MedicalResearch.com Interview with:
Sang Min Park MD, MPH, PhD
Chief, Department of Family Medicine, Seoul National University College of Medicine
Director, Health Promotion Center, Seoul National University Hospital
Professor, Department of Biomedical Science & Family Medicine
Seoul National University College of Medicine
What is the background for this study? What are the main findings?
Response: Chronic hepatitis B patients have a higher risk of hepatocellular carcinoma than the general population, which has been well-established and known to be caused by progression of hepatitis B infection into severe liver diseases.
However, whether obesity-related carcinogenesis plays a central role in the development of hepatocellular carcinoma in chronic hepatitis B patients remained unclear. Therefore, we assessed the association between body mass index and risk of hepatocellular carcinoma in chronic hepatitis B patients, and stratified all analyses by sex using healthcare big data in the Republic of Korea.
We found positive association of trends between body mass index and risk of hepatocellular carcinoma in both men and women with hepatitis B infection. The magnitude of the association in women was stronger than that of men. In the severely obese category, the hazard ratio for hepatocellular carcinoma was significantly higher in women compared to men. Our findings highlight that high body mass index is associated with risk of hepatocellular carcinoma in chronic hepatitis B patients, especially in women, which may be partially explained by higher fat content for the same unit of body mass index in women compared to men.
What should readers take away from your report?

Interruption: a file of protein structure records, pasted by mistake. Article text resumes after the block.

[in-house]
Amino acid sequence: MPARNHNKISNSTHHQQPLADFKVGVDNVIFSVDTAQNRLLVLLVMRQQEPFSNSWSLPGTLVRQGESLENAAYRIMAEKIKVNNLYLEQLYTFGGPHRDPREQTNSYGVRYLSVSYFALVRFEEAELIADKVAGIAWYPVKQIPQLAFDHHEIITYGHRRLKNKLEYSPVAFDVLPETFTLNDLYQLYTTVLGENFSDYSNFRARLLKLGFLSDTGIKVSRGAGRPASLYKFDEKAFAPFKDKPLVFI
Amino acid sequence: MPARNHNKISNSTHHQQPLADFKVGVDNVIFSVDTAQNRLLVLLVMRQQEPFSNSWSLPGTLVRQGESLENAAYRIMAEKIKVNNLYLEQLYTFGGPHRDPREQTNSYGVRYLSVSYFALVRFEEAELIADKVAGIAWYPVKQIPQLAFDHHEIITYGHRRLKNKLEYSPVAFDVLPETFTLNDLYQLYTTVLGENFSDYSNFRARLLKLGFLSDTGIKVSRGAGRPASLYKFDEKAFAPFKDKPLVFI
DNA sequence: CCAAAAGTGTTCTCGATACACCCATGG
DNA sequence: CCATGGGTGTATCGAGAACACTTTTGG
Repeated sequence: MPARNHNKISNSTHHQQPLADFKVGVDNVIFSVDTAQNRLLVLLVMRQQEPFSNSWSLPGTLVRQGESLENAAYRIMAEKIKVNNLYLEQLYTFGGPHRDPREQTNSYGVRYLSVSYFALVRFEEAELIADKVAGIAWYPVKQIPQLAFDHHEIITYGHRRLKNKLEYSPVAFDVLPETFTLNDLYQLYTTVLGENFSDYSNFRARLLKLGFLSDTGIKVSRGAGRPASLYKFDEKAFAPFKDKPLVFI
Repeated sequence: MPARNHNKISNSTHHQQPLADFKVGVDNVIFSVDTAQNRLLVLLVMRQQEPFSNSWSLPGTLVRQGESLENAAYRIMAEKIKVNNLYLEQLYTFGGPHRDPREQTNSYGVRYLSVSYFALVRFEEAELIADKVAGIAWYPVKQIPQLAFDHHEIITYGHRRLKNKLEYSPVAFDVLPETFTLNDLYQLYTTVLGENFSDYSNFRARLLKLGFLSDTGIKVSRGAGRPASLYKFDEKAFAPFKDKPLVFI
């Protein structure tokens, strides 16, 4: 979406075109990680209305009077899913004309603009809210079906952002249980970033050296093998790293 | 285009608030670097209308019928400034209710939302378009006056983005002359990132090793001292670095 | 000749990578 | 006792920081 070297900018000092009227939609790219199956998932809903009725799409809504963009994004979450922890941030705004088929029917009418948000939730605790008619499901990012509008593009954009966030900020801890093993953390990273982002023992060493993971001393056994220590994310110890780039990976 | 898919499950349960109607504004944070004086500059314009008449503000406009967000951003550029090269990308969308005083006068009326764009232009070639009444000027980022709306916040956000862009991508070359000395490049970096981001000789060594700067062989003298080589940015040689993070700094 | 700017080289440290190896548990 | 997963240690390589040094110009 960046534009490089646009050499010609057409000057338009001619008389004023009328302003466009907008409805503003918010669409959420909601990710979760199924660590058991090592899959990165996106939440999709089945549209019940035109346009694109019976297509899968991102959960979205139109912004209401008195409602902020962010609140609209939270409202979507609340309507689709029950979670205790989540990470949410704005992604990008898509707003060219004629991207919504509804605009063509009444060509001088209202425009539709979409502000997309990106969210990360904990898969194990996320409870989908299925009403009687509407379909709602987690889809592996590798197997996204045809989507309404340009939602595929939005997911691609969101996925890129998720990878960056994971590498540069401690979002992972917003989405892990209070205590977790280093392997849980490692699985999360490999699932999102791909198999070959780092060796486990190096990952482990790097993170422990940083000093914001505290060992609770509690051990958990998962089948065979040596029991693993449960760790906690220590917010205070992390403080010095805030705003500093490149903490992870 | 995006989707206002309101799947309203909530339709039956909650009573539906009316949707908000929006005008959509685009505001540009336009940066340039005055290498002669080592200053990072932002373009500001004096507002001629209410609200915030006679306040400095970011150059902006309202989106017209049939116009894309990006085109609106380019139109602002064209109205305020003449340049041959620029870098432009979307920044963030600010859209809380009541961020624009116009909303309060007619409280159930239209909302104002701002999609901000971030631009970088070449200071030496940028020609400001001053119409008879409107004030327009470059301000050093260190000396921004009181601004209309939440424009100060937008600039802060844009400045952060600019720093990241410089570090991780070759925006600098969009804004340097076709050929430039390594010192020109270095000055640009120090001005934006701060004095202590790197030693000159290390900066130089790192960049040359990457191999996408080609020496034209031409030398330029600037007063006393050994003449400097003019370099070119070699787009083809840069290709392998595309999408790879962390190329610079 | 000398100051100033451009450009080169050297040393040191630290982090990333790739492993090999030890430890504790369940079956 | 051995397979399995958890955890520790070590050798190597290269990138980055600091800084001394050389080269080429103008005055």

Response: We found that high body mass index (more than 30kg/m2) is associated with an increased risk of hepatocellular carcinoma as compared to normal body mass index range (18.5-22.9 kg/m2) in patients with chronic hepatitis B infection. In patients with chronic hepatitis B infection, excessive accumulation of adipose tissue may lead to hepatocellular carcinoma because of increased levels of insulin secretion and inflammation. Based on our findings, we believe that physicians in the primary care should pay additional clinical attention to obese patients with chronic hepatitis B infection.
What recommendations do you have for future research as a result of this study?
Response: Additional research is necessary to confirm the findings of our study in other ethnic groups. Also, further studies should consider intervention strategies (e.g. on diet and physical activity) for obese patients with chronic hepatitis B infection to prevent hepatocellular carcinoma.
Is there anything else you would like to add? Any disclosures?
Response: Perhaps, our study needs to be examined a step further in the future when
additional medical data of chronic hepatitis B patients are available. For example, the healthcare big data used in our study lacks information on the viral DNA level of hepatitis B virus in each patient. Currently, laboratory assessment data are rarely available in healthcare big data. We do not have any conflict of interest for this study.
Kim K, Choi S, Park SM. Association of High Body Mass Index and Hepatocellular Carcinoma in Patients With Chronic Hepatitis B Virus InfectionA Korean Population-Based Cohort Study. JAMA Oncol. Published online March 22, 2018. doi:10.1001/jamaoncol.2018.0035
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